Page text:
tai4zong1 shi2, ni2po2luo2 xian4 bo1leng2 cai4, ye4 lei4 hong2lan2, shi2 ru2 ji2li2, huo3 shu2 zhi1 neng2 yi4 shi2 wei4

In the time of Taizong, Nepal sent the vegetable “spinach,” with a flower like safflower, and fruit like Tribulus terrestris; well cooked it is a beneficial and tasty food.

The emperor had requested that all tributary nations present their best vegetables. That Nepal considered it worthy suggests that it was a novelty there too.

The Tang dynasty 嘉話錄 Jia1 hua4 lu4 'Record of Auspicious Words' by 劉禹錫 Liu2 Yü3xi2 is cited by the 太平廣記 Tai4ping2 Guang3ji4 as saying (chapter 411; simplified):


shu1cai4 zhong1 de0 bo1leng2, ben3lai2 shi4 you3 yi1ge4 xi1yu4 mou3 guo2 de0 seng1ren2, cong2 ta1men0 na4li0 ba3 ta1 de0 zhong3zi0 dai4lai2 de0, jiu4 xiang4 mu4xu0 he2 pu2tao0 shi4 Zhang1Qian1 cong2 xi1yu4 dai4 zhong3 hui2lai0 yi1yang4. bo1leng2 ben3lai2 shi4 cong2 po1ling2guo2 nong4 lai2 de0, jiao4 ta1 “bo1leng2” shi4 yin1 wu4 chuan2 er2 zou3 yin1. hen3duo1 ren2 dou1 bu4zhi1dao4 zhe4 shi4 de0 yuan2wei3.

The Chinese vegetable spinach originally existed in some Western country, whence a monk brought the seed, in much the same way as Zhang Qian brought the plants alfalfa and grapes from the Western region. Since spinach originally came from the country Poling, it was called “Spinach [Boleng]” and in this way the mistake spread as the word as passed along. Many people are completely ignorant of the whole story of this matter.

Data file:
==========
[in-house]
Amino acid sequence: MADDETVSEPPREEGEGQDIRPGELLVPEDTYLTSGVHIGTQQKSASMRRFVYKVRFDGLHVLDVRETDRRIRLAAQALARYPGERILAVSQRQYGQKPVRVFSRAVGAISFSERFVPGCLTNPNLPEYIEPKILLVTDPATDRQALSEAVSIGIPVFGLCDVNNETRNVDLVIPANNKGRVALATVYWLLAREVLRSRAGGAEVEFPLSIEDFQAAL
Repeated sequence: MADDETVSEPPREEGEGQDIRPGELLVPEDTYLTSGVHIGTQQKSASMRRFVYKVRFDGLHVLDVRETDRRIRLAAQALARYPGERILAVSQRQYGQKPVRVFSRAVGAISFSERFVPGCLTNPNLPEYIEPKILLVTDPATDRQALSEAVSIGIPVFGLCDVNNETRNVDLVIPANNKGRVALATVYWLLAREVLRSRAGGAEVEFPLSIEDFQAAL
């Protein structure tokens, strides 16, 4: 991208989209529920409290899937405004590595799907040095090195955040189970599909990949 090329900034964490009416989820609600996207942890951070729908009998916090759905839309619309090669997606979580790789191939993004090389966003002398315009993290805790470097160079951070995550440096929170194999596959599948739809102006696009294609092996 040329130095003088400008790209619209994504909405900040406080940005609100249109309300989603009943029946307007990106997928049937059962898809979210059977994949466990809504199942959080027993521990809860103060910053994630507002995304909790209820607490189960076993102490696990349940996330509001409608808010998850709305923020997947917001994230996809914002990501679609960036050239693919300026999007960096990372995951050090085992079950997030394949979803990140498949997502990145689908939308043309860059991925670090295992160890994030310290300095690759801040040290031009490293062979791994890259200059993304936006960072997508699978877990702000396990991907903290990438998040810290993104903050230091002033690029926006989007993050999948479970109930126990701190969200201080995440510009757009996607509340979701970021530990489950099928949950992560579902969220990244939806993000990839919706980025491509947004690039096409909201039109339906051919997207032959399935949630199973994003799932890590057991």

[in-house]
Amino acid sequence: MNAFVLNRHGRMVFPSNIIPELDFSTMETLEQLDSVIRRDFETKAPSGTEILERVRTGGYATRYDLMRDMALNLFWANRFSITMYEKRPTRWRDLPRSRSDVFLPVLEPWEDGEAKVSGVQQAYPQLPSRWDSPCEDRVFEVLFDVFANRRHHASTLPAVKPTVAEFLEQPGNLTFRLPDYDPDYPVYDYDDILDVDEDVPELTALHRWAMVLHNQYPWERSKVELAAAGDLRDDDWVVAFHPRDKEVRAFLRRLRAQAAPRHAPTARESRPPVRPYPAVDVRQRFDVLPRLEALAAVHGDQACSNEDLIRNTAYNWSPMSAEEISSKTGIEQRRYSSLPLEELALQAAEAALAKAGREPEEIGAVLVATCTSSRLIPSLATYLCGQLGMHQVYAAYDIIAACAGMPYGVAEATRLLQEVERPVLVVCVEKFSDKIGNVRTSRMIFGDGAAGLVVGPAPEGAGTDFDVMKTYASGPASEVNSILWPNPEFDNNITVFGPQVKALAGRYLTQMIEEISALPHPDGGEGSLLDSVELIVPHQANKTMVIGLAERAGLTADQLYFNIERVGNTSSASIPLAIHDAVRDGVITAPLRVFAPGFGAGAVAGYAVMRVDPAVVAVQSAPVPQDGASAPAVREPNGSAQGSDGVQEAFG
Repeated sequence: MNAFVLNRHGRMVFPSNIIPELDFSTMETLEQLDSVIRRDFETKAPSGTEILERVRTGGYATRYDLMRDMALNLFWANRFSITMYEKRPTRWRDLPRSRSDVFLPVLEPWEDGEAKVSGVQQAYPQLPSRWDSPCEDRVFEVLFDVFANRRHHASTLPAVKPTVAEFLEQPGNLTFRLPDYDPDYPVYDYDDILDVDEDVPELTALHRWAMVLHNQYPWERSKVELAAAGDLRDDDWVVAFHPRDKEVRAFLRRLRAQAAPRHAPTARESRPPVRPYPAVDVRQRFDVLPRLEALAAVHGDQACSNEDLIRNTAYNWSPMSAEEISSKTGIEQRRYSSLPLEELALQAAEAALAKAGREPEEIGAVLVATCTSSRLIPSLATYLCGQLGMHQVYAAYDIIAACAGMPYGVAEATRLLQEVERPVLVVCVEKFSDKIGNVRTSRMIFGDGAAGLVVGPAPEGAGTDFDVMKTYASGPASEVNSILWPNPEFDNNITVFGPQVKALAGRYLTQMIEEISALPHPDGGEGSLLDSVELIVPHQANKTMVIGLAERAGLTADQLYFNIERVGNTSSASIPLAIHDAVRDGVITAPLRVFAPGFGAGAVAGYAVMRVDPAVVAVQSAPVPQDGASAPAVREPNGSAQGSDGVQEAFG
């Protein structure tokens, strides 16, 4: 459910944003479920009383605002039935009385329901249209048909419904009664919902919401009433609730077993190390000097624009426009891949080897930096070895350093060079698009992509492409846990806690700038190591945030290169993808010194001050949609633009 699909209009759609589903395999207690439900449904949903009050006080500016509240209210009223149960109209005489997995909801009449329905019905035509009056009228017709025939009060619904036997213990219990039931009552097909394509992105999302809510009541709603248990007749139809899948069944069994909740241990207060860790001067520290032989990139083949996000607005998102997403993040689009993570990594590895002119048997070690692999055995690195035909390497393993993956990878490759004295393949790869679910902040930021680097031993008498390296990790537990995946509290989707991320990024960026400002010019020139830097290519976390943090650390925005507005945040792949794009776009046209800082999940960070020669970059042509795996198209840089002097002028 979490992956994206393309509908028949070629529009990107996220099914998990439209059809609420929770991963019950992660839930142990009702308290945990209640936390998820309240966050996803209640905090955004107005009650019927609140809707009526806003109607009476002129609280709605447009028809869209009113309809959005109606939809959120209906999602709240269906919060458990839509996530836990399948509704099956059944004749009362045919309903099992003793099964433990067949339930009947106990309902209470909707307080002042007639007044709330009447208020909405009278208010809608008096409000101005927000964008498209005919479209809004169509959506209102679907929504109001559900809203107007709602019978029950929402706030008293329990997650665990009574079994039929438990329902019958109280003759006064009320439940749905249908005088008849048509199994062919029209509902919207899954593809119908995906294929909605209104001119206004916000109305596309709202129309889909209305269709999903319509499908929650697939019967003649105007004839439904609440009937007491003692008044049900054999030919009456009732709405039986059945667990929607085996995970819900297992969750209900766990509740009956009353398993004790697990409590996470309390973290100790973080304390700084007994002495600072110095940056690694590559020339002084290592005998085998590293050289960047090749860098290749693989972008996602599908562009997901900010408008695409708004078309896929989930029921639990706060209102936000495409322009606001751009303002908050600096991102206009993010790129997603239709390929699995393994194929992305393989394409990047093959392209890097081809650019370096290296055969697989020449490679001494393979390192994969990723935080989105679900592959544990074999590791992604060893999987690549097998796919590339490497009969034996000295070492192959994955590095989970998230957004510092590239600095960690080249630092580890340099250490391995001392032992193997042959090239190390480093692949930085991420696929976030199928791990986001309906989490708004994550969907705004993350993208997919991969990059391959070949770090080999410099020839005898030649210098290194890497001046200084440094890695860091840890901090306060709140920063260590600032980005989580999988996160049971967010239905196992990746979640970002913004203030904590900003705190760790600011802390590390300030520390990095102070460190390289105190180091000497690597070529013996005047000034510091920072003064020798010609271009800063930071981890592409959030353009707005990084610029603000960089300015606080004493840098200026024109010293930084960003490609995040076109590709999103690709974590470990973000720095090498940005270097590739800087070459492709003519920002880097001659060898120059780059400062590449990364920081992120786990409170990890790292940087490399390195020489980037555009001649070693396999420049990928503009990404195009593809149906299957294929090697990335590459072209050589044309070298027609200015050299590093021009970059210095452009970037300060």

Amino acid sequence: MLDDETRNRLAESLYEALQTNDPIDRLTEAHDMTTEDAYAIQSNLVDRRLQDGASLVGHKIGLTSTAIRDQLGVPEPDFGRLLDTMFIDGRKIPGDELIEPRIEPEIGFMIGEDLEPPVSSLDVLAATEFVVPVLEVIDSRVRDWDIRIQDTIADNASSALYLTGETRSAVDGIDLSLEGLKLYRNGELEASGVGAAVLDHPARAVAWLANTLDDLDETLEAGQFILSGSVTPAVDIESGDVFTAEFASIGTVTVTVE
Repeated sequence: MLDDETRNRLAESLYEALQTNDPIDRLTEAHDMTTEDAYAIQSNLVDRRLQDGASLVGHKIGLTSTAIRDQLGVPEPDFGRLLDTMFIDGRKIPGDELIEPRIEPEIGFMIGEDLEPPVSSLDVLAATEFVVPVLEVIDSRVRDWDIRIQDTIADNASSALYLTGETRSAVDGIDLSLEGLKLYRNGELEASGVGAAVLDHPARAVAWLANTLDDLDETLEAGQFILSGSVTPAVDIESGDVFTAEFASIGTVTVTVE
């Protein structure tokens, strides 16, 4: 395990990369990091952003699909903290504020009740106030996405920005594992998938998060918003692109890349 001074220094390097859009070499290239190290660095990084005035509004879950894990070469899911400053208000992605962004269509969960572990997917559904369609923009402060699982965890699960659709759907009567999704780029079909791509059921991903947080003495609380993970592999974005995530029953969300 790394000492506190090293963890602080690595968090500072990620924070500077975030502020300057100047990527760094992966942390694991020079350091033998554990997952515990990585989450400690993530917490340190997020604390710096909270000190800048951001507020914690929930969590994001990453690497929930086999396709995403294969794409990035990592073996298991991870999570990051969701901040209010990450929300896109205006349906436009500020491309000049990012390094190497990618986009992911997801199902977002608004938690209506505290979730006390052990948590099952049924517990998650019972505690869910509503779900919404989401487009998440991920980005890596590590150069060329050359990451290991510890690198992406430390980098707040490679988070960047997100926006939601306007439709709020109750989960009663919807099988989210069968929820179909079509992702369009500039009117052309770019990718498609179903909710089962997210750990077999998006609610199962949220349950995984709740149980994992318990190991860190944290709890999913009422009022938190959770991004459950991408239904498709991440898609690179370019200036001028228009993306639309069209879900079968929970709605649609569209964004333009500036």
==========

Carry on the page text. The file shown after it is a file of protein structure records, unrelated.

As for the Persian connection, it does not appear until the Ming dynasty, in the 本草綱目 Ben3cao3 Gang1mu4 'Detailed Outline of Materia Medica', which says:


fang1 shi4yin3 bo1cai4 ming2wei4 bo1si1 cao3 yun2.

Fang Shiyin says that spinach is named as “the Persian herb.”

Porter Smith and Stuart, in Chinese Materia Medica : Vegetable Kingdom, based on the Bencao Gangmu, (reprints; the Dover reprint, which is on sale for 60% off this week, is titled Chinese Medicinal Herbs and is itself a reprint of an edition that does not appear to have acknowledged that it was a reprint of the earlier edition of this work; the two are identical up until the appendix and even that is very similar) all but dismiss this, saying (p. 417):

As the Chinese have a tendency to attribute everything that comes from the south-west to Persia, we are not surprised to find this called 波斯草 (Po-ssŭ-tsʻao), “Persian vegetable.”

But, in fact, spinach does come from Persia. Perhaps it was just a lucky guess, further motivated by extending bo1, short for bo1 leng2, to bo1 si1. Still, there does not seem to be any fundamental reason to reject the possibility that during the Yuan or Ming, the Chinese learned of its origins through new Silk Road sources and added that name to their botanical literature.